SolarCity, a company that designs, installs and secures financing to put solar power generating systems in homes in North America, keeps reeling in the financial partners. This time, the San Mateo, Calif.-based startup convinced Citigroup to finance $40 million in U.S.-based home solar projects in 2011, a representative from Citigroup confirmed.
The chief executive of Solar City, Lyndon Rive, explained the significance of his company’s new financial partner:
“Over the last year, we entered into the residential solar financing business. But $40 million is on the smaller side of deals we have, actually. Funds [from our partners] range from $40 million up to more than $100 million.
When you have a global player like Citigroup, it is not easy for them to take a new initiative, to turn the boat, if you will. We’re very excited that they chose SolarCity as a first entry into the space.
We hope to see them do more of this [kind of clean energy financing] once they have some time to experiment, see the results and deploy more.”
Since mid-2008, SolarCity attained 12 funding deals like this, with over half of those from financial partners’ coming back with larger amounts, to repeat business.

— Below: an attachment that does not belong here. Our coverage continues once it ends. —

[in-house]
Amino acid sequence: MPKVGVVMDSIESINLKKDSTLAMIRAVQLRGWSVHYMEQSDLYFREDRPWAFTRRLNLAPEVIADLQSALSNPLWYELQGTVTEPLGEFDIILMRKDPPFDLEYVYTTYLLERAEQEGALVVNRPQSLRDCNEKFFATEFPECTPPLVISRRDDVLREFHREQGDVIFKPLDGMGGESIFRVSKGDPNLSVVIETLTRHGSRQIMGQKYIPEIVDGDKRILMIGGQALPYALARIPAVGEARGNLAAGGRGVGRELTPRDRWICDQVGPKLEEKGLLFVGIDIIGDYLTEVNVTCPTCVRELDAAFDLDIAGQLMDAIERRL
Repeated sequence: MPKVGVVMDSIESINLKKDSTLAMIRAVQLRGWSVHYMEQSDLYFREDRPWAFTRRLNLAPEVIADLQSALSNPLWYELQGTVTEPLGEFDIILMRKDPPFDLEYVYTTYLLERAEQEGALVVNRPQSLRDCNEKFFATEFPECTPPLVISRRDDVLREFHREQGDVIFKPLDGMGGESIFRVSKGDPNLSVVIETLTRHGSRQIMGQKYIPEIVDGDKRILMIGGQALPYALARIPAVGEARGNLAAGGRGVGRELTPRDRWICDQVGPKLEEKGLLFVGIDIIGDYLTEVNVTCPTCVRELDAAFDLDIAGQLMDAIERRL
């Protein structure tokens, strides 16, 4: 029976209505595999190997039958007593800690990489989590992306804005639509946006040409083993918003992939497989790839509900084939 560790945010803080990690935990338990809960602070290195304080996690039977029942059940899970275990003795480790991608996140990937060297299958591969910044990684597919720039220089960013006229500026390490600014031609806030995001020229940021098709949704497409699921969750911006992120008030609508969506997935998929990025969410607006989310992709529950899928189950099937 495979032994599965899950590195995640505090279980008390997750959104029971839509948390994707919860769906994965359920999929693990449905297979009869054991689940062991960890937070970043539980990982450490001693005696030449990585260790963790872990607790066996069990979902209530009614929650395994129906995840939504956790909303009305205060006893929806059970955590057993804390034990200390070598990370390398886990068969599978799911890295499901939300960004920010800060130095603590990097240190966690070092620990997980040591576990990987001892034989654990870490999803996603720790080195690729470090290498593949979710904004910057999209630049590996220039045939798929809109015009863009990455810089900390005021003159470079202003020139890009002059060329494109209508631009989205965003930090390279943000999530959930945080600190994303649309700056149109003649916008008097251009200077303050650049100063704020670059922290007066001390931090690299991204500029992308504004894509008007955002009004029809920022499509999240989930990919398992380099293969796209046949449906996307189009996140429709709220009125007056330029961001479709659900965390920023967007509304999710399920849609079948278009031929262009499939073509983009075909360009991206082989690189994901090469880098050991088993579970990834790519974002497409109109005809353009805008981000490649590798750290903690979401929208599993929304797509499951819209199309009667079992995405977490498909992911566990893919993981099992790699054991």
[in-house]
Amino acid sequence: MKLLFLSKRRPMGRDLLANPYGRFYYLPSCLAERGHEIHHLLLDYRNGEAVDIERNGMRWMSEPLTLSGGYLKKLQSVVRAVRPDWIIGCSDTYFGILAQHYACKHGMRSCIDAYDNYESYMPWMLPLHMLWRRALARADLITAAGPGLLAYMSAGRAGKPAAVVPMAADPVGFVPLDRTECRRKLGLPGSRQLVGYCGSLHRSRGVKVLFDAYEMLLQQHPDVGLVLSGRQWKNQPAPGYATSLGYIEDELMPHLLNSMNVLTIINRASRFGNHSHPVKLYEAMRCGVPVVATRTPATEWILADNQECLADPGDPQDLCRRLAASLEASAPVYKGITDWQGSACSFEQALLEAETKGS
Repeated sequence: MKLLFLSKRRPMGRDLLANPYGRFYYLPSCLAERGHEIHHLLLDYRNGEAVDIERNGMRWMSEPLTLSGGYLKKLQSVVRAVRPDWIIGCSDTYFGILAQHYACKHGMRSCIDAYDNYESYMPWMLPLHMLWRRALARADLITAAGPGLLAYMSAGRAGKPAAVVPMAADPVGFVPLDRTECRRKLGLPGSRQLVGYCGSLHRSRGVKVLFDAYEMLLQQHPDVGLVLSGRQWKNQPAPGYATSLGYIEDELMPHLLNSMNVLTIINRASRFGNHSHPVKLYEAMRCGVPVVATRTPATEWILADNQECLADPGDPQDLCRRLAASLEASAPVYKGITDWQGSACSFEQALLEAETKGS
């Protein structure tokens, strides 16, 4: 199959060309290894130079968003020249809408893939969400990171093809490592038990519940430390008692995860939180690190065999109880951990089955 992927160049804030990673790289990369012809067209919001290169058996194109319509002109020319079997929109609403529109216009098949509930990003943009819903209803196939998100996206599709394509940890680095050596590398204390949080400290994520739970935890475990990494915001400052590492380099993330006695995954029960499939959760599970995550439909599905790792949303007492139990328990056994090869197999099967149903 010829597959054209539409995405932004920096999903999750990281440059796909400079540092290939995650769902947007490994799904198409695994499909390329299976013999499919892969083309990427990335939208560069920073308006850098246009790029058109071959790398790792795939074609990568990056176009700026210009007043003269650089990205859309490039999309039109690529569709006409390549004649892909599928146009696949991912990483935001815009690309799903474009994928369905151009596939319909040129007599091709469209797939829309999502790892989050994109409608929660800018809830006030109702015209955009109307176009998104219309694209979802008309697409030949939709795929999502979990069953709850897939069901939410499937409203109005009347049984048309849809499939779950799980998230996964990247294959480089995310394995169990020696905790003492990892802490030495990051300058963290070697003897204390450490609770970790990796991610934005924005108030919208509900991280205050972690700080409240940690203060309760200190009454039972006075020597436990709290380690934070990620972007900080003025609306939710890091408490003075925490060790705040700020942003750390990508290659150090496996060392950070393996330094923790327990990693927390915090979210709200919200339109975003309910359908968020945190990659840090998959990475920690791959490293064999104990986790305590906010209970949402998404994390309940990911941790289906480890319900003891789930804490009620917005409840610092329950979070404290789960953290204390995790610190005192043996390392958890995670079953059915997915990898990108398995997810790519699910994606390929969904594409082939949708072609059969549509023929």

Ben Cook, vice president of project finance at SolarCity, noted that his company’s performance data is its “secret weapon” in convincing banks to become clean tech investors in this manner.
“Financial institutions are concerned with risk and defaults of course. They want to know if the systems work. Our systems provide 5 to 8 percent more power than we estimated, we’re finding, in terms of kilowatt hours. That leads to happy customers. As far as the default rate? 99.9% of our customers pay on time.”
SolarCity competes with a range of other solar installers who offer financing options, like the SolarUniverse franchise for residential projects, or Greenbridge Energy Consortium for commercial and institutional projects.
So far, Citigroup is only working with SolarCity in residential solar financing.